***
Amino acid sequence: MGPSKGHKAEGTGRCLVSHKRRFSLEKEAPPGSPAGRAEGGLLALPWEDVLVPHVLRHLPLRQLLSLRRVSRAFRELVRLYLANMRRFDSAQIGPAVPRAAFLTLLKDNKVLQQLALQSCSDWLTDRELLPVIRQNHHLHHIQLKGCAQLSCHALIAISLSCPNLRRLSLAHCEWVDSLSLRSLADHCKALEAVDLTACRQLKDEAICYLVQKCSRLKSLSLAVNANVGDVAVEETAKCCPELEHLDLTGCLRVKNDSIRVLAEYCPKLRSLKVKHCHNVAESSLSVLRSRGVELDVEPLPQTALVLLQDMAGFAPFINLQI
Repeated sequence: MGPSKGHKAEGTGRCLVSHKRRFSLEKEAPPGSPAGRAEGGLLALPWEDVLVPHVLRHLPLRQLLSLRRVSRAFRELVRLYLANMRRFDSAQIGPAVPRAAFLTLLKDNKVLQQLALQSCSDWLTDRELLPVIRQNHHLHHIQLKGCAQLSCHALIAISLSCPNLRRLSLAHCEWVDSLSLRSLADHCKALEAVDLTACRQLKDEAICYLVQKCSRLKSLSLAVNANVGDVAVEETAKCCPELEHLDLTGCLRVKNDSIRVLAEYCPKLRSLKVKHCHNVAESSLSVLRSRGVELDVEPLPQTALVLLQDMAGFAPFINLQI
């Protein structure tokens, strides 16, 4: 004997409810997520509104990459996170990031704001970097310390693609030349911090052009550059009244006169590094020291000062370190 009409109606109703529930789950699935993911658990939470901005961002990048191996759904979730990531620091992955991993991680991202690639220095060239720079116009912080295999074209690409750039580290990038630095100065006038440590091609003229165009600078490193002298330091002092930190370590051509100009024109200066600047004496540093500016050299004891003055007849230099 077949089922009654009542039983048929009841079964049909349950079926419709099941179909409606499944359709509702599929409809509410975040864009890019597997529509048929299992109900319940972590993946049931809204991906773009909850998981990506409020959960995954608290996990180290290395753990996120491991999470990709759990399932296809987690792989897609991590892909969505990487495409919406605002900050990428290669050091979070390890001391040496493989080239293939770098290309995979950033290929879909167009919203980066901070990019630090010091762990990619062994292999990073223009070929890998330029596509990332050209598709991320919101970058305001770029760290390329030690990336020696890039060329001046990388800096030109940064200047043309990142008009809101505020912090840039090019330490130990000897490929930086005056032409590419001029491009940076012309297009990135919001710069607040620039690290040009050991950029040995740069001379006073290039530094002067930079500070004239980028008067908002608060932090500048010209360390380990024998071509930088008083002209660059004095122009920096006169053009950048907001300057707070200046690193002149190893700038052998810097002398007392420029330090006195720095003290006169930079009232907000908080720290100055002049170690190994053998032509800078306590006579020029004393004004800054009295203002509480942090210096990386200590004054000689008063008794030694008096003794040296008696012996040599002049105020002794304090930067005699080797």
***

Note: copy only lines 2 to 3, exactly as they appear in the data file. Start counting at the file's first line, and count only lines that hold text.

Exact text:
Repeated sequence: MGPSKGHKAEGTGRCLVSHKRRFSLEKEAPPGSPAGRAEGGLLALPWEDVLVPHVLRHLPLRQLLSLRRVSRAFRELVRLYLANMRRFDSAQIGPAVPRAAFLTLLKDNKVLQQLALQSCSDWLTDRELLPVIRQNHHLHHIQLKGCAQLSCHALIAISLSCPNLRRLSLAHCEWVDSLSLRSLADHCKALEAVDLTACRQLKDEAICYLVQKCSRLKSLSLAVNANVGDVAVEETAKCCPELEHLDLTGCLRVKNDSIRVLAEYCPKLRSLKVKHCHNVAESSLSVLRSRGVELDVEPLPQTALVLLQDMAGFAPFINLQI
């Protein structure tokens, strides 16, 4: 004997409810997520509104990459996170990031704001970097310390693609030349911090052009550059009244006169590094020291000062370190 009409109606109703529930789950699935993911658990939470901005961002990048191996759904979730990531620091992955991993991680991202690639220095060239720079116009912080295999074209690409750039580290990038630095100065006038440590091609003229165009600078490193002298330091002092930190370590051509100009024109200066600047004496540093500016050299004891003055007849230099 077949089922009654009542039983048929009841079964049909349950079926419709099941179909409606499944359709509702599929409809509410975040864009890019597997529509048929299992109900319940972590993946049931809204991906773009909850998981990506409020959960995954608290996990180290290395753990996120491991999470990709759990399932296809987690792989897609991590892909969505990487495409919406605002900050990428290669050091979070390890001391040496493989080239293939770098290309995979950033290929879909167009919203980066901070990019630090010091762990990619062994292999990073223009070929890998330029596509990332050209598709991320919101970058305001770029760290390329030690990336020696890039060329001046990388800096030109940064200047043309990142008009809101505020912090840039090019330490130990000897490929930086005056032409590419001029491009940076012309297009990135919001710069607040620039690290040009050991950029040995740069001379006073290039530094002067930079500070004239980028008067908002608060932090500048010209360390380990024998071509930088008083002209660059004095122009920096006169053009950048907001300057707070200046690193002149190893700038052998810097002398007392420029330090006195720095003290006169930079009232907000908080720290100055002049170690190994053998032509800078306590006579020029004393004004800054009295203002509480942090210096990386200590004054000689008063008794030694008096003794040296008696012996040599002049105020002794304090930067005699080797």